AGING
November 18, 2014

Bilingual Brains

Learning another language, even later in life, is the best mental exercise there is.

If you are trying to boost your cognitive capacities, learning another language may do more good for your brain than crosswords or other games.

People who speak two languages are constantly exercising their brains, giving one language the “go” while telling the other to “stop.” And all this stop-and-go is like push-ups for the brain, according to a new study.

Researchers had participants listen to a word and then pick a picture of it from four possible choices. For instance, “cloud” might be the spoken word, and then a picture of a cloud and three similar choices, like “clown”, were shown.

Bilingual schoolchildren are better at filtering out extraneous classroom noise than their monolingual peers.

People who spoke only one language had a much harder time with the task than their bilingual counterparts. This may be because the bilingual brain is always having to inhibit one of its languages, which makes it good at filtering out unneeded information.

“It's like a stop light,” study author Viorica Marian said in a news release. “Bilinguals are always giving the green light to one language and red to another. When you have to do that all the time, you get really good at inhibiting the words you don't need.”

Brain scans also showed that monolingual people were working a lot harder on the task than bilingual people. They were in better mental shape, so the filtering was easier for them.

So what’s the real-world significance of being able to pick out pictures in a laboratory task like this? It’s actually an excellent marker for overall cognition, the researchers point out, since we’re constantly having to filter out extraneous information in our daily lives, both at home and at work.

“Inhibitory control is a hallmark of cognition,” said Marian, “Whether we're driving or performing surgery, it's important to focus on what really matters and ignore what doesn't.”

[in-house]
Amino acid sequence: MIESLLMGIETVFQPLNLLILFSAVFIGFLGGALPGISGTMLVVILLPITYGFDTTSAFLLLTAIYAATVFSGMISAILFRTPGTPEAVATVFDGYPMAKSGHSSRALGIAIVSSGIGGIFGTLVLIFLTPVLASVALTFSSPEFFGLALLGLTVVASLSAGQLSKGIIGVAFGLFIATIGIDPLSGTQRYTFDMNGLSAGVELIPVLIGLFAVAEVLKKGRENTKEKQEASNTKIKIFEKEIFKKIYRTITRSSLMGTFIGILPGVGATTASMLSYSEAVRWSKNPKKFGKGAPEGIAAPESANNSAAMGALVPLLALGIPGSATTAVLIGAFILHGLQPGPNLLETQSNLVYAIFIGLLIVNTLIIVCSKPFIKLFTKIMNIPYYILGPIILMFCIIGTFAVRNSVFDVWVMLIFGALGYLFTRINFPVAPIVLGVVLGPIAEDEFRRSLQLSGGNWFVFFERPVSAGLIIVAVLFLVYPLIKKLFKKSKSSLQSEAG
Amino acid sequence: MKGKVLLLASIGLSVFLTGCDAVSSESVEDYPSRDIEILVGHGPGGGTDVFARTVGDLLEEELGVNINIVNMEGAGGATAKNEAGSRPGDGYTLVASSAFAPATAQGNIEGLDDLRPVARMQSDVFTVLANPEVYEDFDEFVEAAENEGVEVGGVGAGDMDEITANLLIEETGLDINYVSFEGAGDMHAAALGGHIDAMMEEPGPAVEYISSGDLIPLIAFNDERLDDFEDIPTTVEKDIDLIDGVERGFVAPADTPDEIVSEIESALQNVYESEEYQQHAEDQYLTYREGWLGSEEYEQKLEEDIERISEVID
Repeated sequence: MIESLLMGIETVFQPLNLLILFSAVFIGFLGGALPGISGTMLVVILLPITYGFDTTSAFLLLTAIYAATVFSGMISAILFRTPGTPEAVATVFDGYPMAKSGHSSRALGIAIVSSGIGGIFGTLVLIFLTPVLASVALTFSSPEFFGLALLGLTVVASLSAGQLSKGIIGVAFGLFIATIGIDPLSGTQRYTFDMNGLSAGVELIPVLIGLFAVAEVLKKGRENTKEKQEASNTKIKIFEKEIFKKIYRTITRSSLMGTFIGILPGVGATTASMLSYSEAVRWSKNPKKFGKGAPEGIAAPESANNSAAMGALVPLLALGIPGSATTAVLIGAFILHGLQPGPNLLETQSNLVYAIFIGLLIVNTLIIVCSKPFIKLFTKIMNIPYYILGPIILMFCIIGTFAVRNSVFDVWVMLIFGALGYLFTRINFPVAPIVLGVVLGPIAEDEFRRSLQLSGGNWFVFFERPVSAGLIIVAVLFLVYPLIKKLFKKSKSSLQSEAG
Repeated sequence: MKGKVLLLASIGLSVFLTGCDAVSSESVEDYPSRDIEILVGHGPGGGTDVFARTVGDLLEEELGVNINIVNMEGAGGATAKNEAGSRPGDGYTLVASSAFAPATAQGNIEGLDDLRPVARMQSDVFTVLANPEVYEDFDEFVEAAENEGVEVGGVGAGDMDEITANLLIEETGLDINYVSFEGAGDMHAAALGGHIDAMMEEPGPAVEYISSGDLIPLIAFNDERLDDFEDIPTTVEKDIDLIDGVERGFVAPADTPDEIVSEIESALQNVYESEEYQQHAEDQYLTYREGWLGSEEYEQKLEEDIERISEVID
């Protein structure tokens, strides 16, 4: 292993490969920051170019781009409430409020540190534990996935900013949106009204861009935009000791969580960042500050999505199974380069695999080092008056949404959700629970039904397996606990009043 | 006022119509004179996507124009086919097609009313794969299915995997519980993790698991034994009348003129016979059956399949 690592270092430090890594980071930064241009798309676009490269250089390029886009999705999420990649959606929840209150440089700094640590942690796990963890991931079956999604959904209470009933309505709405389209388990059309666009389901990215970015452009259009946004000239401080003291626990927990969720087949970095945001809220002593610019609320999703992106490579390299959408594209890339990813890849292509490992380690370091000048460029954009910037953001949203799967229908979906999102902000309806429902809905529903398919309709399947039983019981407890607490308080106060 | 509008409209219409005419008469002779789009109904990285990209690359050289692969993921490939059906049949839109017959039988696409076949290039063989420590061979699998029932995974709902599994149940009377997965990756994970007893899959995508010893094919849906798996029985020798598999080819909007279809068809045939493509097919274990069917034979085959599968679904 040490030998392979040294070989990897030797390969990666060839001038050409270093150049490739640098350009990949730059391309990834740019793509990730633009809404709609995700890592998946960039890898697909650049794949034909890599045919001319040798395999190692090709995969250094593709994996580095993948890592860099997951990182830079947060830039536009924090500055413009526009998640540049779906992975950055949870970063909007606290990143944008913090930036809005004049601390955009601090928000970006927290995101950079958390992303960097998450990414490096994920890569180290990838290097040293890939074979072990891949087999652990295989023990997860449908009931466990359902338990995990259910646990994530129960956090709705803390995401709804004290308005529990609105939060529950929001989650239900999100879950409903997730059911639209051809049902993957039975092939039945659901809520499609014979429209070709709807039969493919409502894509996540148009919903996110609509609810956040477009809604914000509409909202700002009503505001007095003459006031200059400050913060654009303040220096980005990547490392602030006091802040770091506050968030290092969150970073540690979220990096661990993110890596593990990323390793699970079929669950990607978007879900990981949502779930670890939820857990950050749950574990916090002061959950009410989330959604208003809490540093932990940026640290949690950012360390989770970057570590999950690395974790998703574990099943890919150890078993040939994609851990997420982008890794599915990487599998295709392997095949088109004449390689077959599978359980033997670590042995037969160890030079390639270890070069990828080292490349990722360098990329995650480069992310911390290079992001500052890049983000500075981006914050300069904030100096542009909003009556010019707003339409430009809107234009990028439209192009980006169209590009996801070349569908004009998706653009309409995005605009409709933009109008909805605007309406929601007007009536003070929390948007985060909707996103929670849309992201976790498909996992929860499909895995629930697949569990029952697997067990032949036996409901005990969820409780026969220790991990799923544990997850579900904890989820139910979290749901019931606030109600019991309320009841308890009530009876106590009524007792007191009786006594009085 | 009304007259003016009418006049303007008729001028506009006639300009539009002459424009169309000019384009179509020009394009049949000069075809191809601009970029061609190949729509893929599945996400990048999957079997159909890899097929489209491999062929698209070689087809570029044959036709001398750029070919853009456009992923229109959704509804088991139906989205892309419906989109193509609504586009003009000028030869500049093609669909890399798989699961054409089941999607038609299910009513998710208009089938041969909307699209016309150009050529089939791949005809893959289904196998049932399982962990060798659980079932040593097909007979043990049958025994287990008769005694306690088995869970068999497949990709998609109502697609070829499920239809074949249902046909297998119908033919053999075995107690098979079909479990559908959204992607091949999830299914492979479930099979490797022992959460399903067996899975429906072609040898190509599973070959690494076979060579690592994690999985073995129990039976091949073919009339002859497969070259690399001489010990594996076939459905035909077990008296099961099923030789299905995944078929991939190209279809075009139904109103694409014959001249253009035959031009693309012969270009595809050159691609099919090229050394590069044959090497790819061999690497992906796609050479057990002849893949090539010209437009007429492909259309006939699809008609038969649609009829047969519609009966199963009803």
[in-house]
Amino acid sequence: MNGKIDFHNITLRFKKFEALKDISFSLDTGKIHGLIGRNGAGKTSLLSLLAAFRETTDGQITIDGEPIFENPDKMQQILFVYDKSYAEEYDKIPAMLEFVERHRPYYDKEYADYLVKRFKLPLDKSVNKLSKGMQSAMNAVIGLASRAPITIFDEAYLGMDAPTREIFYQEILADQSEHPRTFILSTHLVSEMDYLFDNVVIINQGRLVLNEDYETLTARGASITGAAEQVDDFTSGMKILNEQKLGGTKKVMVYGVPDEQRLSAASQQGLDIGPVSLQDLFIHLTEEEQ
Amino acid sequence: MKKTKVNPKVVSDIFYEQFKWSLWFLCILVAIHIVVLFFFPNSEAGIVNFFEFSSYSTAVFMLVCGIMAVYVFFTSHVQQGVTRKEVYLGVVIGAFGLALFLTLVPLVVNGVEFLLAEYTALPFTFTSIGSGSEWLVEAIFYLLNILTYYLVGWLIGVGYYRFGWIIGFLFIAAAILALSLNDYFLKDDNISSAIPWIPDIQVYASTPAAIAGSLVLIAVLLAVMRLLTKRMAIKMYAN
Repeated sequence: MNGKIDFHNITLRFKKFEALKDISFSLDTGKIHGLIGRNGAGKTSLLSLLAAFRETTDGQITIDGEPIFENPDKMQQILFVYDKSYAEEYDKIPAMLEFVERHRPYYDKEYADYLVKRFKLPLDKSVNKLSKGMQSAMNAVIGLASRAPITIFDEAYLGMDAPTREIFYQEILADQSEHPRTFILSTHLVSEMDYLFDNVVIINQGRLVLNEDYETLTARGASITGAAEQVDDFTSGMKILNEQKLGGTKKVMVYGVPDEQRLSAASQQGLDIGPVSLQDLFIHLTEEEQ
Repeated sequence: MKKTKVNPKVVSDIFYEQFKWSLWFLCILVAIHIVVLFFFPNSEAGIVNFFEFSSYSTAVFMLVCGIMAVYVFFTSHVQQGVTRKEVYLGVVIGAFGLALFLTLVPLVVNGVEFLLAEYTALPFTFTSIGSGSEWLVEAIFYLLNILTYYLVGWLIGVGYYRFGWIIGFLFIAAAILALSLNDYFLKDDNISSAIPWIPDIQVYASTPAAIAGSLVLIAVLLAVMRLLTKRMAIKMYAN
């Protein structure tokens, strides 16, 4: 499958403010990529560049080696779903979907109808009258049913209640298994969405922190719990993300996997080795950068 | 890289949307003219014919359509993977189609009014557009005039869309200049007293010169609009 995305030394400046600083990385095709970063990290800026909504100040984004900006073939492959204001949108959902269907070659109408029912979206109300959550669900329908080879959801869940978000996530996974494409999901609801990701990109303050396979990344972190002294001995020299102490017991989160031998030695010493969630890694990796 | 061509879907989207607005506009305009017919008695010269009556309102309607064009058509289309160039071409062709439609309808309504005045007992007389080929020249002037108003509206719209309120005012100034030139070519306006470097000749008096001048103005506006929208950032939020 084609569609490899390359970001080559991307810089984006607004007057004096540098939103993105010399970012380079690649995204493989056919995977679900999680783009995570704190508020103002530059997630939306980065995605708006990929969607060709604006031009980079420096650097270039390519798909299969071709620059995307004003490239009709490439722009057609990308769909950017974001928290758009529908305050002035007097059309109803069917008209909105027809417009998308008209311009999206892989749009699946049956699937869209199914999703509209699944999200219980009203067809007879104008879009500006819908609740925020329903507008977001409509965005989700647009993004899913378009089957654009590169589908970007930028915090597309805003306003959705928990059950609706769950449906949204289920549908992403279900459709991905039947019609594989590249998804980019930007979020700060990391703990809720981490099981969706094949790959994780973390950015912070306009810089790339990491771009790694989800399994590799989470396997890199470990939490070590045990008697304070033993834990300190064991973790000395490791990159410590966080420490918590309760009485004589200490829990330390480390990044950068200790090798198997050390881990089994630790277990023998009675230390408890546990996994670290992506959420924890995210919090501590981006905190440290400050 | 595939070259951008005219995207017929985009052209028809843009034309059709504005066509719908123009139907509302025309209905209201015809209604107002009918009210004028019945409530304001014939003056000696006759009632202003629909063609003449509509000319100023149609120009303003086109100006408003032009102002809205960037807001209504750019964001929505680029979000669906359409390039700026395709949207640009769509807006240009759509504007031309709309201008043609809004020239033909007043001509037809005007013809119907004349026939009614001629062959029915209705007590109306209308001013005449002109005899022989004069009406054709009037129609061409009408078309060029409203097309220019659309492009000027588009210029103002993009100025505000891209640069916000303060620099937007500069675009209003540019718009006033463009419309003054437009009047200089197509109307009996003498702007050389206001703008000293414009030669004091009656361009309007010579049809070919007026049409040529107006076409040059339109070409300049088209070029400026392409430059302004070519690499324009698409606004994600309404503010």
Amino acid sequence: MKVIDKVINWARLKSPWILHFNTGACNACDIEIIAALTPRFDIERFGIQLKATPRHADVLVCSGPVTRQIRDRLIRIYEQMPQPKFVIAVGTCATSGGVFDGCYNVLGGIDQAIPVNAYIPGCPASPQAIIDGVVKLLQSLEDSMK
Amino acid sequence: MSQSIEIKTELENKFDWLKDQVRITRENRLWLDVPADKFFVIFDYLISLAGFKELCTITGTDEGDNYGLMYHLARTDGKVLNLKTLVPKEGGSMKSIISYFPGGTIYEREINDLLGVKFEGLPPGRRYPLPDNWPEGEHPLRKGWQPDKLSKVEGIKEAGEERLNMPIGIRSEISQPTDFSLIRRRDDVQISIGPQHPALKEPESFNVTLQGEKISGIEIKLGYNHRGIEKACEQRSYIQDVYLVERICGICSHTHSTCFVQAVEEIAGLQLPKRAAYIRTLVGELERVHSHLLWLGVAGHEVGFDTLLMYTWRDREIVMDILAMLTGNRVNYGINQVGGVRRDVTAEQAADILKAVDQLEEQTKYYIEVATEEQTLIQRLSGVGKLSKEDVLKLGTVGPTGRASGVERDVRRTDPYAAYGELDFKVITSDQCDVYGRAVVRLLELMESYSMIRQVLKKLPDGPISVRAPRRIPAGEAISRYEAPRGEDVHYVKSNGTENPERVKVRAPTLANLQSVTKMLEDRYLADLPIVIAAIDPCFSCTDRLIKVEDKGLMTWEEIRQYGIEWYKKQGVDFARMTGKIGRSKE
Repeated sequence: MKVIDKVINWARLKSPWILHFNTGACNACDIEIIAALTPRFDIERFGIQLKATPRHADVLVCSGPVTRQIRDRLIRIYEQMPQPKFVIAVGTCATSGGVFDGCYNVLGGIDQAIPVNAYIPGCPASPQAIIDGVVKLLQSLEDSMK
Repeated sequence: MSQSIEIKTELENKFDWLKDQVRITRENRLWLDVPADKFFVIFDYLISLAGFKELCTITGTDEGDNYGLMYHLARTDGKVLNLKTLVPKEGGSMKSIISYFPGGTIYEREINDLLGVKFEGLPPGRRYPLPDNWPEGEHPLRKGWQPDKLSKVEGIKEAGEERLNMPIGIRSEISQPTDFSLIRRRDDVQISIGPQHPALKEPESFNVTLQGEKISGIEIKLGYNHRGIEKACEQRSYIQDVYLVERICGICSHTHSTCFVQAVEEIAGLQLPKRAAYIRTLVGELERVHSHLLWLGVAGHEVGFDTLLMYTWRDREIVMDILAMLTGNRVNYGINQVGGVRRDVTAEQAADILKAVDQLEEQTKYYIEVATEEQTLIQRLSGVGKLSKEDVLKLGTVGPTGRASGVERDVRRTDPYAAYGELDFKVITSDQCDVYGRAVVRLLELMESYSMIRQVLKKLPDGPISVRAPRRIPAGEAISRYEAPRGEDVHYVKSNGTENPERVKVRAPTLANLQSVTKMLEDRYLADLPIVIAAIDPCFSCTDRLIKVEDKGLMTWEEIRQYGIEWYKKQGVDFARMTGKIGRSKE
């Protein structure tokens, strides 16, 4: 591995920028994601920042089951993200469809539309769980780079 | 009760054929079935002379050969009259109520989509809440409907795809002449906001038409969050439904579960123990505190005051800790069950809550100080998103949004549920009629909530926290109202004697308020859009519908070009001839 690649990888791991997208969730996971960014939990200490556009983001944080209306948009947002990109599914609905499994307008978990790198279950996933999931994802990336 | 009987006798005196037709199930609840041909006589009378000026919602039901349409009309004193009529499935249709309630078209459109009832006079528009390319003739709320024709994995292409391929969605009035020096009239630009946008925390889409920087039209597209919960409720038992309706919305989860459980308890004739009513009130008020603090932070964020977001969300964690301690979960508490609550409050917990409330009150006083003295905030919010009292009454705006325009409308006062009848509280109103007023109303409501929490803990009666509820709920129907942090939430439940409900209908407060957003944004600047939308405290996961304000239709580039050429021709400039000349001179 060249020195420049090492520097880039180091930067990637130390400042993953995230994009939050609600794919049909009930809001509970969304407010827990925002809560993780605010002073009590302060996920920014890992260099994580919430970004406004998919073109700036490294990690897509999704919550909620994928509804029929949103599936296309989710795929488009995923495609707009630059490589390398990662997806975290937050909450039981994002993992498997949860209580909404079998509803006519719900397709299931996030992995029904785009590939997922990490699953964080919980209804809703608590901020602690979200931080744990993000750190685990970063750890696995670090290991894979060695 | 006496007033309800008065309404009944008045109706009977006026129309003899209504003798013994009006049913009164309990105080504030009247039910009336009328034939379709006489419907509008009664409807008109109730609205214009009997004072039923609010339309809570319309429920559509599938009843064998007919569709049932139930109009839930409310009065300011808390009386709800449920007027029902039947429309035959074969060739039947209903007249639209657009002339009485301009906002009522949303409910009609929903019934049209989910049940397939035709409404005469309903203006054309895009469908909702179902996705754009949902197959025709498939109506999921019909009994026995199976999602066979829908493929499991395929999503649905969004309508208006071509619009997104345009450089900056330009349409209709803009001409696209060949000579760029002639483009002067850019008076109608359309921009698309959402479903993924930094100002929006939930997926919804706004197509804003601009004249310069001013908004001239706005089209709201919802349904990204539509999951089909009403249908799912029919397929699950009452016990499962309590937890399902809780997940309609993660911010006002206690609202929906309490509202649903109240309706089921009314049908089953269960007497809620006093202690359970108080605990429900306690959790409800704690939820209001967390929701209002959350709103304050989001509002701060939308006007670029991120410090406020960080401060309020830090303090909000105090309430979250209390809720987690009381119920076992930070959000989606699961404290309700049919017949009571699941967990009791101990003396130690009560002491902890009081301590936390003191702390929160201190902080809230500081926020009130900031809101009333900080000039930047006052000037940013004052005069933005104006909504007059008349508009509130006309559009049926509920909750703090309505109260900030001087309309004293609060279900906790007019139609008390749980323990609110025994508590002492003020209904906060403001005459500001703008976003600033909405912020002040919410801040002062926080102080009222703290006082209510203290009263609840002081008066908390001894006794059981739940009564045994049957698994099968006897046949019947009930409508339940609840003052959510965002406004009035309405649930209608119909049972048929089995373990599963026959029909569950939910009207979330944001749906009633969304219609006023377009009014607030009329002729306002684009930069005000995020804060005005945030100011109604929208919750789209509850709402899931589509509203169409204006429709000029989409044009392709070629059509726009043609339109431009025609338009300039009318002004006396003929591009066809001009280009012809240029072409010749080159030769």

Marian also found, in another study, that bilingual schoolchildren were better at filtering out extraneous classroom noise than their monolingual peers.

Even more significant is the fact that bilingualism has been linked to reduced risk for Alzheimer’s disease and other forms of dementia.

A lot of attention has been given to mental games like crosswords and Sudoku, but just speaking a second language may have even more value. “That's the exciting part,” said Marian. “Using another language provides the brain built-in exercise. You don't have to go out of your way to do a puzzle because the brain is already constantly juggling two languages.”

Finally, don’t worry if you didn’t grow up speaking a second language or learn one in grade school. Learning one later in life also seems to offer real value, said Marian, "It's never too late to learn another language. The benefits can be seen even after just one semester of studying."

So sign up for a language course at your local college or community center, or try to learn a new language by book, CD, or online. It certainly can’t hurt: Not only will it impress your friends and family, but it might give your brain a good cognitive workout as well.

The study was carried out by a team at Northwestern University and is published in the journal Brain and Language.
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